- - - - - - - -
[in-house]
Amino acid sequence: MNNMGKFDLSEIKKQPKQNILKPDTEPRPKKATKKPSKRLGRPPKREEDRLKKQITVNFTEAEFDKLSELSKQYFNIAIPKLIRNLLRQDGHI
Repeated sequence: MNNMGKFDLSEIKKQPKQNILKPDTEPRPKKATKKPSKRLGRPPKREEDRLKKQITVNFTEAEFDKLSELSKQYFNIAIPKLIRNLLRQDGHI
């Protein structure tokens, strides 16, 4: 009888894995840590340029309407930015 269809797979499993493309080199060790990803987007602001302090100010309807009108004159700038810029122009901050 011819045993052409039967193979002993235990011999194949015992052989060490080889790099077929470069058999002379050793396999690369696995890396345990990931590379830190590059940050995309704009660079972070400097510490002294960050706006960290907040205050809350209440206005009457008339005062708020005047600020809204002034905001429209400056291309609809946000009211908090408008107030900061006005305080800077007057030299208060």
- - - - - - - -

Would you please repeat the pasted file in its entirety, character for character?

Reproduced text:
[in-house]
Amino acid sequence: MNNMGKFDLSEIKKQPKQNILKPDTEPRPKKATKKPSKRLGRPPKREEDRLKKQITVNFTEAEFDKLSELSKQYFNIAIPKLIRNLLRQDGHI
Repeated sequence: MNNMGKFDLSEIKKQPKQNILKPDTEPRPKKATKKPSKRLGRPPKREEDRLKKQITVNFTEAEFDKLSELSKQYFNIAIPKLIRNLLRQDGHI
């Protein structure tokens, strides 16, 4: 009888894995840590340029309407930015 269809797979499993493309080199060790990803987007602001302090100010309807009108004159700038810029122009901050 011819045993052409039967193979002993235990011999194949015992052989060490080889790099077929470069058999002379050793396999690369696995890396345990990931590379830190590059940050995309704009660079972070400097510490002294960050706006960290907040205050809350209440206005009457008339005062708020005047600020809204002034905001429209400056291309609809946000009211908090408008107030900061006005305080800077007057030299208060």